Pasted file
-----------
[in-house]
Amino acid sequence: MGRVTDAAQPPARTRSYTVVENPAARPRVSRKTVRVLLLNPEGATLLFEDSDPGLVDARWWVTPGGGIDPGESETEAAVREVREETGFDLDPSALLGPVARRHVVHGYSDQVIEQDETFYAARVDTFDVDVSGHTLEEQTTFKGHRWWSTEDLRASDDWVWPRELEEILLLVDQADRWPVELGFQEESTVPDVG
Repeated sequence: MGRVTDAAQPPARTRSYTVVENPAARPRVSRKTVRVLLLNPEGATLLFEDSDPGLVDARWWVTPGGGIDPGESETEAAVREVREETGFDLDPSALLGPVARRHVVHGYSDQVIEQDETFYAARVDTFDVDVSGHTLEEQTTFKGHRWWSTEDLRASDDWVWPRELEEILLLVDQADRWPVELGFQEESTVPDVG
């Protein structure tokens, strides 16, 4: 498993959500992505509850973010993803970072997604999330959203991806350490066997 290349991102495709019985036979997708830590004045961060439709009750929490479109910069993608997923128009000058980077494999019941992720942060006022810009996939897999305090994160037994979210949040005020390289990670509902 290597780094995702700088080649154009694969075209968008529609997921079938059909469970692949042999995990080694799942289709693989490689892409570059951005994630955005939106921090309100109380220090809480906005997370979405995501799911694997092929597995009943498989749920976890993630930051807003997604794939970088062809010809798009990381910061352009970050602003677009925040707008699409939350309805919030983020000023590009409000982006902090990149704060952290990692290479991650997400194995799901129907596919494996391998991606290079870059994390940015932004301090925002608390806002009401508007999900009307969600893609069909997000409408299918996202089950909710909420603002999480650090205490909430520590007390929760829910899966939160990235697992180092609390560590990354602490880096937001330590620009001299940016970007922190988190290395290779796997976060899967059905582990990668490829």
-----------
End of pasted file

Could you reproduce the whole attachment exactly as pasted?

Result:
[in-house]
Amino acid sequence: MGRVTDAAQPPARTRSYTVVENPAARPRVSRKTVRVLLLNPEGATLLFEDSDPGLVDARWWVTPGGGIDPGESETEAAVREVREETGFDLDPSALLGPVARRHVVHGYSDQVIEQDETFYAARVDTFDVDVSGHTLEEQTTFKGHRWWSTEDLRASDDWVWPRELEEILLLVDQADRWPVELGFQEESTVPDVG
Repeated sequence: MGRVTDAAQPPARTRSYTVVENPAARPRVSRKTVRVLLLNPEGATLLFEDSDPGLVDARWWVTPGGGIDPGESETEAAVREVREETGFDLDPSALLGPVARRHVVHGYSDQVIEQDETFYAARVDTFDVDVSGHTLEEQTTFKGHRWWSTEDLRASDDWVWPRELEEILLLVDQADRWPVELGFQEESTVPDVG
């Protein structure tokens, strides 16, 4: 498993959500992505509850973010993803970072997604999330959203991806350490066997 290349991102495709019985036979997708830590004045961060439709009750929490479109910069993608997923128009000058980077494999019941992720942060006022810009996939897999305090994160037994979210949040005020390289990670509902 290597780094995702700088080649154009694969075209968008529609997921079938059909469970692949042999995990080694799942289709693989490689892409570059951005994630955005939106921090309100109380220090809480906005997370979405995501799911694997092929597995009943498989749920976890993630930051807003997604794939970088062809010809798009990381910061352009970050602003677009925040707008699409939350309805919030983020000023590009409000982006902090990149704060952290990692290479991650997400194995799901129907596919494996391998991606290079870059994390940015932004301090925002608390806002009401508007999900009307969600893609069909997000409408299918996202089950909710909420603002999480650090205490909430520590007390929760829910899966939160990235697992180092609390560590990354602490880096937001330590620009001299940016970007922190988190290395290779796997976060899967059905582990990668490829």